The workers responded to the Government’s call. Production is now over a quarter more than it was in 1946. The Government, however, has been making it painfully clear that the workers need expect no reward in the shape of a reduction in the cost of living. Mr. Harold Wilson, President of the Board of Trade, said on October 30th: "It would be dishonest to hold out hopes or promises of reductions in the cost of living at a time when world prices, as a result of rearmament, are rising.” And Mr. Chuter Ede, the Home Secretary, told the House of Commons a week later that "it is impossible to anticipate that there will be any reduction in the cost of living.” Not only will there be no reduction : there are more increases on the way. On November 10th the Board of Trade announced that wholesale prices have gone up by another sixpence in the pound. The prices of raw materials have also increased—cotton, rubber, wool and metals are among those which have gone up most.
For the workers this makes dismal reading. But there are others who are less worried about it. The News Chronicle (31/10/50) had some interesting information about Mr. Ebenezer Sykes, one of the men who buy wool from Australia, New Zealand and South Africa, and sell it on Bradford Exchange to the spinners. Mr. Sykes takes up his stand on the floor of the Exchange every Monday and Thursday morning, and the buyers come and see him there. "Mostly when they meet they seem to tell funny stories. You must be very sharp to overhear the deals they make in between the yarns. But quietly, almost casually, one of them will say that he has 50,000 lb. weight of super 60’s to sell at 199 pence a lb. Another will say 'I’ll buy,' and the contract is as good as sealed.” The duties of Mr. Sykes’ job do not seem to be very arduous; but the money is good. "The last time Ben Sykes went on 'Change he sold 60,000 lb. of wool. He had bought it last December for 57 pence a lb. The price he received for that wool from the spinner who bought it from him was 150 pence a lb.” So the gross profit on that one transaction came to £23,250.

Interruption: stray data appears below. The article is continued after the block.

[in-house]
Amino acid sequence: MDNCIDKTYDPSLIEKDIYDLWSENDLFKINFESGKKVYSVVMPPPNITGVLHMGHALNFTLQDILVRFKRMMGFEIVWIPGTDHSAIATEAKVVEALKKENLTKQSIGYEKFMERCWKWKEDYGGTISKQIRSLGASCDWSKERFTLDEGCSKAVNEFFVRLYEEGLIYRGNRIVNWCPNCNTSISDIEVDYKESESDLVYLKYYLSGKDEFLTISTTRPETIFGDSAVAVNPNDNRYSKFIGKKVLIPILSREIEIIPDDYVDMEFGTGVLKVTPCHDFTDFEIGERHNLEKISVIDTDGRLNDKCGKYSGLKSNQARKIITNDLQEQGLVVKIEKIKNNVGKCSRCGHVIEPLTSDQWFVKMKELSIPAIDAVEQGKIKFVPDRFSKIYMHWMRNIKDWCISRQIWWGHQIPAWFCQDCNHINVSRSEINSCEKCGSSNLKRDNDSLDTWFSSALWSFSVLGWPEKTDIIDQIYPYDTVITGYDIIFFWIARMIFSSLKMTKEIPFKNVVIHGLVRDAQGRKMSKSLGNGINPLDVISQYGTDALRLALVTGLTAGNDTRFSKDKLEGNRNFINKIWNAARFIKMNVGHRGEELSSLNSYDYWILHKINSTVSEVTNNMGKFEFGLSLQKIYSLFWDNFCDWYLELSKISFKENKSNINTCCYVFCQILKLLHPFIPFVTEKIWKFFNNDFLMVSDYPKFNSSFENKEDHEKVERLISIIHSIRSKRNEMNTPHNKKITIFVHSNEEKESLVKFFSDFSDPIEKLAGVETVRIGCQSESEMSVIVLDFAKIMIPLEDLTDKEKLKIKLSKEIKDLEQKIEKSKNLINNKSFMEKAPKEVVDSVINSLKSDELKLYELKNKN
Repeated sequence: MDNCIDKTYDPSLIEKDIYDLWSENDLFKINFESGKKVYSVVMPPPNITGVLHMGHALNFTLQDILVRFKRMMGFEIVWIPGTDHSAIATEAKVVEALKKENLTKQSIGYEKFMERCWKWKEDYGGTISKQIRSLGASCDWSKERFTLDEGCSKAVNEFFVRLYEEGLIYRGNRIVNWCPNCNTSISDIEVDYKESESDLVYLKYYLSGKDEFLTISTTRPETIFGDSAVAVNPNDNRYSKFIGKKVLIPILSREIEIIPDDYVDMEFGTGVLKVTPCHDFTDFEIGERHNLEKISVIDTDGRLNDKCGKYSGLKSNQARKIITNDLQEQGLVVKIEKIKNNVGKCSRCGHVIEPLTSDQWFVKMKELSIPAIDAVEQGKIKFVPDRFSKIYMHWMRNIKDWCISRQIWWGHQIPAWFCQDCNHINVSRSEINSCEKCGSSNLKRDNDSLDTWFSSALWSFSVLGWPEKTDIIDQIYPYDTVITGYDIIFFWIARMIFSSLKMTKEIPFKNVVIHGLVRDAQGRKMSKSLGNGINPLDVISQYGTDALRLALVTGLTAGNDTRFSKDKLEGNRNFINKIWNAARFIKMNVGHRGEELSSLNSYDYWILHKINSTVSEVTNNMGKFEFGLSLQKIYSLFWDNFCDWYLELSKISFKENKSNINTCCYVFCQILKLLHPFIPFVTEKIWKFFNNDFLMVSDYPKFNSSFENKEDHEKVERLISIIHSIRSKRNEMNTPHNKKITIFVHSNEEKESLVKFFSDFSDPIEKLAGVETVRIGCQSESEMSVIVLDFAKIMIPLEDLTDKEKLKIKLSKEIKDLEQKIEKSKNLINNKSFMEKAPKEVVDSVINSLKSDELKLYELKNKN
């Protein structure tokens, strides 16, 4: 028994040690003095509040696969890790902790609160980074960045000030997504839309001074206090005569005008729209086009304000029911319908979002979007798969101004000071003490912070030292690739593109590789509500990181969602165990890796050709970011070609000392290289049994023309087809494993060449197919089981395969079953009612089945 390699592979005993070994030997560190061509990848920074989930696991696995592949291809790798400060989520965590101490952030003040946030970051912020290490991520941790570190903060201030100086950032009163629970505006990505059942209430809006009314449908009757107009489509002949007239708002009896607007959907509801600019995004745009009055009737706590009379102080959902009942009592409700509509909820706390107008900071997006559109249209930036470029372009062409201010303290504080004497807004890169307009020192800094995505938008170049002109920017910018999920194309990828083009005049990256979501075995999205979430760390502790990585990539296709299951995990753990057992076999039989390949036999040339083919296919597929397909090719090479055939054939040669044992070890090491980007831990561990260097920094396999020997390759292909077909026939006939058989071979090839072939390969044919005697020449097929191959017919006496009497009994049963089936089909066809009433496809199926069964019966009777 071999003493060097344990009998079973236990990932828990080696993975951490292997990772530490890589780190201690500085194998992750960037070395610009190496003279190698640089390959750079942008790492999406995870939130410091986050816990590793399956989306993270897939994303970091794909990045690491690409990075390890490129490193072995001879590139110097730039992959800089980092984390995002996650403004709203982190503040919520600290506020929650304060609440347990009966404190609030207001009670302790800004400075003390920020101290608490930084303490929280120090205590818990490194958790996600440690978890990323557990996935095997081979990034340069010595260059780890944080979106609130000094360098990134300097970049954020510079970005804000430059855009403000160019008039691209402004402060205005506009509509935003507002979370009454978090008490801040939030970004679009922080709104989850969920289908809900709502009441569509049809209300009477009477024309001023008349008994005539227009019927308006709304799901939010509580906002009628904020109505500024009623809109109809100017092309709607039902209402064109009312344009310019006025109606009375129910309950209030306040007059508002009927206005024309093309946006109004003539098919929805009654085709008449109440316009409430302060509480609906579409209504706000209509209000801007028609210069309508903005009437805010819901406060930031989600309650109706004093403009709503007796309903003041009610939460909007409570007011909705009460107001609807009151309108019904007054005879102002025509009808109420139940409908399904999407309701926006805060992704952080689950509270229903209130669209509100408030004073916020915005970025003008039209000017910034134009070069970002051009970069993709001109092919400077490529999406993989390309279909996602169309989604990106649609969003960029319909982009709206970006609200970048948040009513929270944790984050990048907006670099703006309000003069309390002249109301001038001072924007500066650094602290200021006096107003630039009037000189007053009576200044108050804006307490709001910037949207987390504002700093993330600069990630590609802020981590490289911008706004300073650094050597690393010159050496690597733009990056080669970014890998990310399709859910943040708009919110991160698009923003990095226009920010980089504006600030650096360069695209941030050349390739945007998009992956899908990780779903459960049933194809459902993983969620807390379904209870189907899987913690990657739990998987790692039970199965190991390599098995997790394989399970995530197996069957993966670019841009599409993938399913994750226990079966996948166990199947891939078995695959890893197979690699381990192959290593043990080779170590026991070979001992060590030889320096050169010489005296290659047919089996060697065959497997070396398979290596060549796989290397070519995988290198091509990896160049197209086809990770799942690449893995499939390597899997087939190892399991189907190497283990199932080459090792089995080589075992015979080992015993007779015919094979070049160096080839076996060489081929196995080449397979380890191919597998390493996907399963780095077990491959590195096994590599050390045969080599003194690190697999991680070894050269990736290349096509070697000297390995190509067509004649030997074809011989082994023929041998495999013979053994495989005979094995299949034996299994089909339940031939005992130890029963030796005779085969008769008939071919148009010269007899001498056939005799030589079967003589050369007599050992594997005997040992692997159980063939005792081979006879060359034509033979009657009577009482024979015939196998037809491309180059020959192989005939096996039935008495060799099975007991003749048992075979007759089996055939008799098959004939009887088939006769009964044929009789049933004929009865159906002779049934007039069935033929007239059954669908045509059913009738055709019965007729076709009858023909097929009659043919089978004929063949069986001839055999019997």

Mr. Dugdale, the Minister of State for Colonial Affairs, made a speech at Staines in which he gave his own explanation of the rise in prices. "One of the main causes of higher prices was that people in India and Africa and other tropical countries were at last beginning to improve their standard of living ” (Times, 4/11 /50). Mr. Dugdale said that the wages of the Gold Coast agricultural labourers had now risen to 2s. 6d. a day, of tin-workers to 5s. 3d. a day, and of the Malayan rubber-workers to 3s. 4d. a day. "We had the satisfaction of knowing that such people were better fed and clothed now than when the Conservatives were running the Empire ‘and goods were produced at sweated rates.’ ”
It seems, then, that now the Labour Party is running the Empire, goods are not being produced at sweated rates: the line between sweated and non-sweated rates must run somewhere below fifteen shillings a week, at least in the British colonies. Mr. Dugdale’s conclusions on the wages question should earn the Labour Party a lot of support among the tin and rubber shareholders.